Cloud Platform Topics

Various sysadmin, app development, and cloud hosting topics

Updated info after this post was created: CJ Eller's blog post explains how to custom style the search bar with javascript and CSS. He also provides further details on this in two posts on the community forum: post 1 and post2.

Searching a public or writefreely blog is easy to do, compared to searching private blogs or anonymous posts. It just takes adding an html iframe snippet to a blog page's source code, no javascript or CSS is needed. The blog must be public, if it's a private blog it won't work. For an example, take a look at this blog page: Then view the source code for that page (typically, right-click on the browser page and select View Source). You'll find the following snippet embedded in that code:


A technique exists for searching public or writefreely blogs that is documented in this post. However, if you want to search your anonymous posts and/or private blogs, the following technique using the API works well for that purpose.

Recently I began to look into the API features of and WriteFreely, specifically to use the API to get the content of all my blog posts and anonymous posts in JSON format for the purpose of doing compound searches on this data.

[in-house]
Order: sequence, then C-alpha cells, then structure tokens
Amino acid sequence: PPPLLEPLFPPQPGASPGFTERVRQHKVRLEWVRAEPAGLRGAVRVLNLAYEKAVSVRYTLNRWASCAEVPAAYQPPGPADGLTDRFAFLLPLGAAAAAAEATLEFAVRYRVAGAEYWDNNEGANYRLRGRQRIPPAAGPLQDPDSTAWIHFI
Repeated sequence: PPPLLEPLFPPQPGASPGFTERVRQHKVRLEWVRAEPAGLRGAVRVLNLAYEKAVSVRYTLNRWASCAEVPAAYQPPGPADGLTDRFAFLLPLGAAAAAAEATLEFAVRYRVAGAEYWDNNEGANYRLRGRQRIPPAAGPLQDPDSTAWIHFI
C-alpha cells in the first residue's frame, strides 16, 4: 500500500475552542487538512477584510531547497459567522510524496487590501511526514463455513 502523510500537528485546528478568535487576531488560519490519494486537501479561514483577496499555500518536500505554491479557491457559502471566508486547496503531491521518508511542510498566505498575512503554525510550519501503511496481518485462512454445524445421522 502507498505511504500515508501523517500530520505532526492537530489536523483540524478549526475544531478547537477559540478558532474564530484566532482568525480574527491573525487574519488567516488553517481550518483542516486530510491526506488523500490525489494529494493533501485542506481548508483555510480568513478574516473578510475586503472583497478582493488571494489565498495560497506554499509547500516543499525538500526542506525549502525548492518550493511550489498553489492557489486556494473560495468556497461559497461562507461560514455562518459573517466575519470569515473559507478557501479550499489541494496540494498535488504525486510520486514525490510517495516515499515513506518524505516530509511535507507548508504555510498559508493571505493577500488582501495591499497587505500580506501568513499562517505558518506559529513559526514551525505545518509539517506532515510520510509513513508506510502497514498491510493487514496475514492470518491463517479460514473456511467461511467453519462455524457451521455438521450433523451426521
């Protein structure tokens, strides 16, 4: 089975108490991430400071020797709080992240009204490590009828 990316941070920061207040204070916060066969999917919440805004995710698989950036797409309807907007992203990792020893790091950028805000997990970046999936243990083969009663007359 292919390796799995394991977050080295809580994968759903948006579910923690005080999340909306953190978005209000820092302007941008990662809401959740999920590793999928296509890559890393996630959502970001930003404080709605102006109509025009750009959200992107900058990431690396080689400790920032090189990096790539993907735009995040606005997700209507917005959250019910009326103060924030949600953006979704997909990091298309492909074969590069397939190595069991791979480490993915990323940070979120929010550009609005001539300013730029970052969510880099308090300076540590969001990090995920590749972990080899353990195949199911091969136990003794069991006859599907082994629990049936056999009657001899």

My intention was to periodically download the data to my website using the API and to code one or a series of custom PHP programs to query it from a web page.

The code below is an example showing the API command along with a simple program to do a compound search of the data.


Background I had installed a Debian 9 Stretch GCE test single-user instance that I now wanted to upgrade to Buster. This is a simple f1-micro “free tier” instance with Apache2 and PHP7.3-FPM, Docker, and with no database other than sqlite3. Both Apache and PHP versions were the latest from the repositories. In searches, I found very little info on how to do the upgrade. Note that Google's Debian installs have some differences from standard Debian images.

Some preparatory very helpful tips that I found are that (1) GCE instance boot disks can be attached and reattached, (2) a new persistent disk can be made from a saved snapshot of an instance's boot disk and then attached to the instance (basically swapping out the original boot disk with the new one created from the snapshot, and (3) a article on how to upgrade from version 9 to 10.

With this info, I felt I had two upgrade choices: